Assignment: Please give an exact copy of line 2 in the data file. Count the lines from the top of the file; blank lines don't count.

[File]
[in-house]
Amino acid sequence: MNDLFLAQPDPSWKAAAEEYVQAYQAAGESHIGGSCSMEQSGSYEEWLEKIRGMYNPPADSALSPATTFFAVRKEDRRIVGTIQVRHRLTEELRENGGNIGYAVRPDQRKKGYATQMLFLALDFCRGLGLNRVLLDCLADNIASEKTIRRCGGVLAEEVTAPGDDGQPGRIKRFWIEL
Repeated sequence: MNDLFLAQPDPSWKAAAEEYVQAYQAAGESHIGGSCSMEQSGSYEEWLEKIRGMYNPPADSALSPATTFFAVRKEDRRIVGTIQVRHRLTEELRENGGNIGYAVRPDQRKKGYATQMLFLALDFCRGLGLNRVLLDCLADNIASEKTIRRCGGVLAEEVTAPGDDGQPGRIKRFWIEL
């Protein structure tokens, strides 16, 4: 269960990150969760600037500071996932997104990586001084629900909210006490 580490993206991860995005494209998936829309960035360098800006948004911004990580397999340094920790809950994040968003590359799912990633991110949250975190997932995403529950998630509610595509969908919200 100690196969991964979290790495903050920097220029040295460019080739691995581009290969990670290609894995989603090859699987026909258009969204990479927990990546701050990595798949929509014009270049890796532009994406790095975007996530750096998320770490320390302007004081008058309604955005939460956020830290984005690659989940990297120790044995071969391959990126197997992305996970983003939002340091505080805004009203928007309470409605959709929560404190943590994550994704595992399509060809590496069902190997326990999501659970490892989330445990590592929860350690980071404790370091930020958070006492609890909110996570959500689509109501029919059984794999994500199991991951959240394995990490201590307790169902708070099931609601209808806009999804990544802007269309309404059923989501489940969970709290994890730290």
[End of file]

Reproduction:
Amino acid sequence: MNDLFLAQPDPSWKAAAEEYVQAYQAAGESHIGGSCSMEQSGSYEEWLEKIRGMYNPPADSALSPATTFFAVRKEDRRIVGTIQVRHRLTEELRENGGNIGYAVRPDQRKKGYATQMLFLALDFCRGLGLNRVLLDCLADNIASEKTIRRCGGVLAEEVTAPGDDGQPGRIKRFWIEL